blueeyedcole on Instagram asks: Have you ever had a fan-curated exhibit? For those of us that aren't private collectors, etc.

Brooks Peck: Well, I like to think we’re all fans here, but I know that’s not what you mean. During the curation process, we always try to include members of whatever community surrounds a topic we’re looking at. That could mean conducting interviews with fans ahead of time to get a deeper understanding of the subject. We often involve related communities in brainstorming, and we later present early ideas to fans and other community groups for feedback. We work hard to avoid creating exhibitions where the museum dictates what is important about a topic. Rather, we want to reflect what the fans and the community say is important.

L.E. Hertel on Facebook asks: If you could make one exhibition free to the public, which would it be? Would it be one that has already been, or one that would be a dream come true?

Brooks Peck: I’d love to make an exhibition about the life and work of author Philip K. Dick. He may not be a household name, but he’s one of the most frequently-adapted science fiction authors from the 20th century. Blade Runner, Minority Report, Total Recall, The Man in the High Castle, and many more—all come from Philip K. Dick. He was a prolific writer who was fascinated by the nature of reality and forms of consciousness. He achieved critical but not much financial success during his quite chaotic life. I’d love to tell his story. 

@nonniekenzo on Instagram asks: Do you think you'd ever do a Daniel Johnston exhibit? He was a huge influence for Kurt Cobain and many other artists alive today but no one really knows who he is or how much he really impacted the world. There's definitely a lot to work with exhibit wise, he was a truly interesting and amazing person.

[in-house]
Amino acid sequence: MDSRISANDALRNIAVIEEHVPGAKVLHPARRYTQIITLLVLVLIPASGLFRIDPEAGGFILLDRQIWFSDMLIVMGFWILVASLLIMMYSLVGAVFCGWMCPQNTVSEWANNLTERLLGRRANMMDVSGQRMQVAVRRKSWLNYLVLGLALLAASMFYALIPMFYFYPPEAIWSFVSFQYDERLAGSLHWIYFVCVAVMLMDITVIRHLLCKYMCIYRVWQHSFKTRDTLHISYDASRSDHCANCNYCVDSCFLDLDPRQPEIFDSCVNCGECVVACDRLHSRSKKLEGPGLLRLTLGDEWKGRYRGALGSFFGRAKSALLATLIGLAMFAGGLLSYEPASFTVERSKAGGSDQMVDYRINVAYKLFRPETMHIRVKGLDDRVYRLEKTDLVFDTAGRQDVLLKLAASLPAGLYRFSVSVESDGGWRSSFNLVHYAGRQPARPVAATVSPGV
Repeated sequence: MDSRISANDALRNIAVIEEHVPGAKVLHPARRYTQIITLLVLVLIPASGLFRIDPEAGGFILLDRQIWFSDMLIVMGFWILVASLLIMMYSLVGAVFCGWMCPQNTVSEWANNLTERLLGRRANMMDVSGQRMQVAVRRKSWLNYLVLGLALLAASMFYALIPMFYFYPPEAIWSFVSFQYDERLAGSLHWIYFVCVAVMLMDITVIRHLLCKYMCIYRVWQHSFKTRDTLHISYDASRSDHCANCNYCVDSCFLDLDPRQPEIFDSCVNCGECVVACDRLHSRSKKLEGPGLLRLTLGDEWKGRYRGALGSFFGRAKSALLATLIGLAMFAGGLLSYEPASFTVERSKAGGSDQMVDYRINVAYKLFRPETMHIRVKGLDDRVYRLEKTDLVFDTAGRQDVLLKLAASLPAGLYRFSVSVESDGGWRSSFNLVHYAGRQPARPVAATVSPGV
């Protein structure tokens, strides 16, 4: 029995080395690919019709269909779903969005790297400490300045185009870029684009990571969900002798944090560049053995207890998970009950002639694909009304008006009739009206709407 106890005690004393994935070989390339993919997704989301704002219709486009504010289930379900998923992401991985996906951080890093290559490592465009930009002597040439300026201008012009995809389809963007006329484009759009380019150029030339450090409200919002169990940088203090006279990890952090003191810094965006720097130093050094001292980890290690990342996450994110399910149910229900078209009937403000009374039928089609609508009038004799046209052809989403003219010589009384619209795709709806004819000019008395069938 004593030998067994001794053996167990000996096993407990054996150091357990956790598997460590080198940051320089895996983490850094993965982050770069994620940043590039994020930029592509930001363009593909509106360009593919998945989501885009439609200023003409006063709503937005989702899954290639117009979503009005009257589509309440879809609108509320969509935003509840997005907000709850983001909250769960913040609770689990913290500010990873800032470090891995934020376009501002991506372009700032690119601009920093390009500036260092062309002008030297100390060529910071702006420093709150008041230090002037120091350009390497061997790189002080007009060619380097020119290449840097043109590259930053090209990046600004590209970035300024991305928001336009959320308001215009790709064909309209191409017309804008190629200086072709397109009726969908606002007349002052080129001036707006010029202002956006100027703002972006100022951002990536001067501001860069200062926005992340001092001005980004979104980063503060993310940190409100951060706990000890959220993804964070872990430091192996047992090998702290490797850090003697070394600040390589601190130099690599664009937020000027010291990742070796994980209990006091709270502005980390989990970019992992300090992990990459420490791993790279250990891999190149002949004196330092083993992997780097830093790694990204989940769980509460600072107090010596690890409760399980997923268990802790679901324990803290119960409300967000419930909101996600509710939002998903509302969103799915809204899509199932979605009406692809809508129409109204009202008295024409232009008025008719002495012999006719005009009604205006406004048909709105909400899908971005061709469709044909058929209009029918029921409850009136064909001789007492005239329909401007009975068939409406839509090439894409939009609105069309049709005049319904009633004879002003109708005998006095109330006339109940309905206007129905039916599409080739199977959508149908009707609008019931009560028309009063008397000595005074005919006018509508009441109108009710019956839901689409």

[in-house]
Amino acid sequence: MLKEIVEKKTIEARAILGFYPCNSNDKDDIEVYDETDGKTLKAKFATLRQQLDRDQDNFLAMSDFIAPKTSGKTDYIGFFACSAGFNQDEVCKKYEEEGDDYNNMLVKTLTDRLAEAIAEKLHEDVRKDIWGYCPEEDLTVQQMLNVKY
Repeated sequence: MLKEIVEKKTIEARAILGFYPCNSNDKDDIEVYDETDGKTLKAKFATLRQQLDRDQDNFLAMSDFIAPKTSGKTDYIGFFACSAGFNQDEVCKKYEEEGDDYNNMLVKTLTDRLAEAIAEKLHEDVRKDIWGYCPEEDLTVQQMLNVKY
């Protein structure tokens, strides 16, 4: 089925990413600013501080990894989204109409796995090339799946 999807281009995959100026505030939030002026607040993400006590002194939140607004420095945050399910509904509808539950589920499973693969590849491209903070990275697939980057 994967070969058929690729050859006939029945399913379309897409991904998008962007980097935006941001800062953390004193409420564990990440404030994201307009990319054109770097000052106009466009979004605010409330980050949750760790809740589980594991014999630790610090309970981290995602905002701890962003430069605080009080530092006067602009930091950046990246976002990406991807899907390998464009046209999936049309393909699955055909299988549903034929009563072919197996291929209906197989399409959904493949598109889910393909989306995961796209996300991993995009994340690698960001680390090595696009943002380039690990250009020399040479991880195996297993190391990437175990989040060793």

Jacob McMurray: I think it’d be cool to do a Johnston exhibition. He’s a niche figure, but certainly has an outsized influence on certain musicians, such as Cobain, like you say. We do 3-4 exhibitions a year and usually 1-2 of those are created in-house. We’re always thinking of new exhibition topics that expand on the areas of nerdy, passionate pop culture that we cover. I could certainly see a small exhibition on Johnston at some point in the future.

anyonecanwhistle on Instagram asks: Is there a way to trace an item that was in one of your past collection to try and find current whereabouts?

Brooks Peck: We actually rarely, rarely remove objects from our collection. If we decide to add an item to the collection, we’re making a promise to be the stewards of that object for the foreseeable future, and we take that responsibility seriously. Which means we need to be pretty picky about what we collect. Sometimes we have the opportunity to acquire something that is really, really cool, but if we don’t think there’s a reasonable chance we will display it someday, we won’t take it on.

As for loaned objects, once those things are returned to the owners or lending institutions, our recordkeeping ends there. 

averybryson17 on Instagram asks: Why did you choose to change the name from emp museum to MoPOP?

Brooks Peck: Changing our name was all about catching up with our identity. By the time the name change came about in 2016 we’d been looking at science fiction for 12 years, we had created or hosted exhibitions on toys, video games, sports, fashion, Chuck Jones, Hello Kitty, Jim Henson…. We were absolutely and firmly a pop culture museum, and we needed our name to reflect that.

Learn more about MoPOP's current exhibitions + find tickets to plan your next visit!

20 Years of MoPOP, Mailbag

About the author

Tony Drovetto is MoPOP's Content Marketing Manager.